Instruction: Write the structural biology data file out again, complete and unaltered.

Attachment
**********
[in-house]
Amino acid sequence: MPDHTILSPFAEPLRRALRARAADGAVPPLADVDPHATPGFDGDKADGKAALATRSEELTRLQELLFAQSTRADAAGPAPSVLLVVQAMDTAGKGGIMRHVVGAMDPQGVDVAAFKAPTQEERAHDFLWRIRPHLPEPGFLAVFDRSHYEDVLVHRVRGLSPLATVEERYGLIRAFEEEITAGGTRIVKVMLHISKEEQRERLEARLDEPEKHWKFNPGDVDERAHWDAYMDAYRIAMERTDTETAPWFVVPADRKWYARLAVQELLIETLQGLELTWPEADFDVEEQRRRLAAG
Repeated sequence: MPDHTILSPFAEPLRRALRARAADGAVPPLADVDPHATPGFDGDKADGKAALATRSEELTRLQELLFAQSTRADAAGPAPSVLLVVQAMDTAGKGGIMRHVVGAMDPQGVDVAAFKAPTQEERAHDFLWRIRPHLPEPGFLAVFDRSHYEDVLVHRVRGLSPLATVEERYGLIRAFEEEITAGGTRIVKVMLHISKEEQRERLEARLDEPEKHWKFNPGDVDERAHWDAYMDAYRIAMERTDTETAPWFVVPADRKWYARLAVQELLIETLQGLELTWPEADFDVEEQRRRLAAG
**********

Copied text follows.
[in-house]
Amino acid sequence: MPDHTILSPFAEPLRRALRARAADGAVPPLADVDPHATPGFDGDKADGKAALATRSEELTRLQELLFAQSTRADAAGPAPSVLLVVQAMDTAGKGGIMRHVVGAMDPQGVDVAAFKAPTQEERAHDFLWRIRPHLPEPGFLAVFDRSHYEDVLVHRVRGLSPLATVEERYGLIRAFEEEITAGGTRIVKVMLHISKEEQRERLEARLDEPEKHWKFNPGDVDERAHWDAYMDAYRIAMERTDTETAPWFVVPADRKWYARLAVQELLIETLQGLELTWPEADFDVEEQRRRLAAG
Repeated sequence: MPDHTILSPFAEPLRRALRARAADGAVPPLADVDPHATPGFDGDKADGKAALATRSEELTRLQELLFAQSTRADAAGPAPSVLLVVQAMDTAGKGGIMRHVVGAMDPQGVDVAAFKAPTQEERAHDFLWRIRPHLPEPGFLAVFDRSHYEDVLVHRVRGLSPLATVEERYGLIRAFEEEITAGGTRIVKVMLHISKEEQRERLEARLDEPEKHWKFNPGDVDERAHWDAYMDAYRIAMERTDTETAPWFVVPADRKWYARLAVQELLIETLQGLELTWPEADFDVEEQRRRLAAG